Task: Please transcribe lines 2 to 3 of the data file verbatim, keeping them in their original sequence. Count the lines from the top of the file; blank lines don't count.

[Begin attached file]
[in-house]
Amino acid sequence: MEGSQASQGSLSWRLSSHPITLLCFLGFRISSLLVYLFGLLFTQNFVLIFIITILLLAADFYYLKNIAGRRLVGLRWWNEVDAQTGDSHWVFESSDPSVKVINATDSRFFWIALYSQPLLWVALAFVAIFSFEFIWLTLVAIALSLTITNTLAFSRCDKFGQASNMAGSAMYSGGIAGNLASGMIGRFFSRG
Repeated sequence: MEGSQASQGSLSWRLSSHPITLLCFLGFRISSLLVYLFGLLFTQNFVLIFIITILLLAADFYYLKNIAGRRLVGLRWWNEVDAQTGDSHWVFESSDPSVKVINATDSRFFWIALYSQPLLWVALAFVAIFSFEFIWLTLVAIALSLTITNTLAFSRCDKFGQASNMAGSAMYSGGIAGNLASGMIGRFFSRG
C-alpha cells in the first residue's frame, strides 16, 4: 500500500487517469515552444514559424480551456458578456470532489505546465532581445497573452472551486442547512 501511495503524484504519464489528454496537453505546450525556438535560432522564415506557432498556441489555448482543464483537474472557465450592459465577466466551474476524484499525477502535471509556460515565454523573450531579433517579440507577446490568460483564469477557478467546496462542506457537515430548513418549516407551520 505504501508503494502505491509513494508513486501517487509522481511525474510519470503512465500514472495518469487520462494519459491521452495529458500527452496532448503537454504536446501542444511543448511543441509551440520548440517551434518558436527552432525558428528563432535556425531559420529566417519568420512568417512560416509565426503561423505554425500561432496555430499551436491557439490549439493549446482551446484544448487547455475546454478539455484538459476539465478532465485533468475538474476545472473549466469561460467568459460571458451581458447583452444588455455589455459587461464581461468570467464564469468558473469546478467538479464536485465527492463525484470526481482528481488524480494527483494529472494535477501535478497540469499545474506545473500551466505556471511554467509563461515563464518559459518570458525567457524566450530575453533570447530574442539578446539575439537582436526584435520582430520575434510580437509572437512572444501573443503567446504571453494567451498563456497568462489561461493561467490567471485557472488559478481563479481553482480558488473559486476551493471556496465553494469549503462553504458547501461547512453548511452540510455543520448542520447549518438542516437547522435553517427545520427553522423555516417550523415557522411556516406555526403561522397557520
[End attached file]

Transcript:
Amino acid sequence: MEGSQASQGSLSWRLSSHPITLLCFLGFRISSLLVYLFGLLFTQNFVLIFIITILLLAADFYYLKNIAGRRLVGLRWWNEVDAQTGDSHWVFESSDPSVKVINATDSRFFWIALYSQPLLWVALAFVAIFSFEFIWLTLVAIALSLTITNTLAFSRCDKFGQASNMAGSAMYSGGIAGNLASGMIGRFFSRG
Repeated sequence: MEGSQASQGSLSWRLSSHPITLLCFLGFRISSLLVYLFGLLFTQNFVLIFIITILLLAADFYYLKNIAGRRLVGLRWWNEVDAQTGDSHWVFESSDPSVKVINATDSRFFWIALYSQPLLWVALAFVAIFSFEFIWLTLVAIALSLTITNTLAFSRCDKFGQASNMAGSAMYSGGIAGNLASGMIGRFFSRG